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    • John W.
    • September 11, 2015

    Sounds like you might be starting a whole new webpage and blog!

    • Mr-Yan
    • September 12, 2015

    I always tend to have some isopods (wood lice / roll-e-polley) in my worm inns. I have read several places saying they like to wander a lot. The inns should keep them contained and the drying along the sides should allow them to find a region they like.

    • dermy
    • September 14, 2015

    Sorry about the late reply, I just saw this today. I’ve been doing really well with Isopod Composting, Although Harvesting is a big trouble spot for me. I find everything else runs smoothly, but the Harvesting I’m hopeful you’ll be able to figure something out 🙂

    Your bedding choice is great Isopods seem to love things with Cellulose in them and of course it’d be a pain to get them out of it.

    I’m looking forward to seeing how you get on with this and how it corresponds to what I’ve gotten as far as my semi-results.

    • Bentley
    • September 17, 2015

    JOHN – We’ll see how things pan out, but have no fear – my first love will always vermicomposting! LoL

    Mr-Yan – Yeah, wandering is definitely more of an issue with these guys than with worms (at least once the worms are settled in). Hopefully I don’t end up with a massive population of them in my basement! lol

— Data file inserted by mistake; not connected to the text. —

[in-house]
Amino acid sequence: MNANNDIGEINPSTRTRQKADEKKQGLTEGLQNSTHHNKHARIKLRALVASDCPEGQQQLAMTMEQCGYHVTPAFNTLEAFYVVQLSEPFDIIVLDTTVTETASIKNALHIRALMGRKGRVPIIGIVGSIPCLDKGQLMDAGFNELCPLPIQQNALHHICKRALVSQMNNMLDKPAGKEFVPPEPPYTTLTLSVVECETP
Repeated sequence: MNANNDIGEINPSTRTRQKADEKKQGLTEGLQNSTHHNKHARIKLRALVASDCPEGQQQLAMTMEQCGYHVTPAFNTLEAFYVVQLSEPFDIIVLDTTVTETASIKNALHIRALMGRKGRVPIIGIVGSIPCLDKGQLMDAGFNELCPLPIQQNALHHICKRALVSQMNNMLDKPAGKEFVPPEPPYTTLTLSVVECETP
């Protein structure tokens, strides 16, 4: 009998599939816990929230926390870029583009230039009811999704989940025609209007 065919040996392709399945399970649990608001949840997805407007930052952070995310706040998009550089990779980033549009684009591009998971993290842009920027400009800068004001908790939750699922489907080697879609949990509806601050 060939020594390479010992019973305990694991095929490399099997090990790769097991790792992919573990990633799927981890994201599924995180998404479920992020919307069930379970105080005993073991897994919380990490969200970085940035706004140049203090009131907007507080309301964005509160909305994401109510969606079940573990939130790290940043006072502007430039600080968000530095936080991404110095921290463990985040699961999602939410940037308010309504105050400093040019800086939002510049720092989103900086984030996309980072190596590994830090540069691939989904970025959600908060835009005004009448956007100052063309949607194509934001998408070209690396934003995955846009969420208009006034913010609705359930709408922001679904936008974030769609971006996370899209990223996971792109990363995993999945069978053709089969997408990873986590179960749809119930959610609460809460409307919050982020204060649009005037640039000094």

Dermy – great to hear from you! Glad it is still working out well for you.
    Definitely keep us in the loop (and I will certainly do the same)!

    • Scott Bryce
    • September 29, 2015

    My experience with wood lice in the bin is both positive and negative. On the positive side, they are prolific breeders, and they break down cellulose (leaves, paper, cardboard) quickly. On the negative side, they love to wander and wood lice in the garden love to eat new shoots. They can decimate a new garden overnight.

    If there was a way to keep them in the bin and out of the garden (and house), they would be a great addition to the bin, as they make short work of some of the tougher materials in the bin.

    • Amy
    • October 10, 2015

    Glad to see this conversation, I’ve always had them in my various vermi-bins, but lately they have been overtaking the worms. In one of my bins I have had a live wormcam going, which used to mainly be worms on camera doing their composting, but over time it has turned into a live pillbug cam: http://wormcam.click2stream.com/

    It is not dry in the bin, so I’m thinking that the worms have just receded to the lower levels and are not as visible. My concern though, is that they will not thrive, with all those pillbugs eating up the food on top first. So far, the pillbugs are winning the population game. I’ve been keeping the bin wetter then usual to try to sway the environment towards the worms, but that has not yet changed the trajectory.

    • Bentley
    • October 26, 2015

    SCOTT – Thanks for your feedback!

    AMY – Great to see you ’round these parts!
    I couldn’t get the cam video to load – but that’s a really cool idea!
    Interesting that they are thriving so well in a moist bin.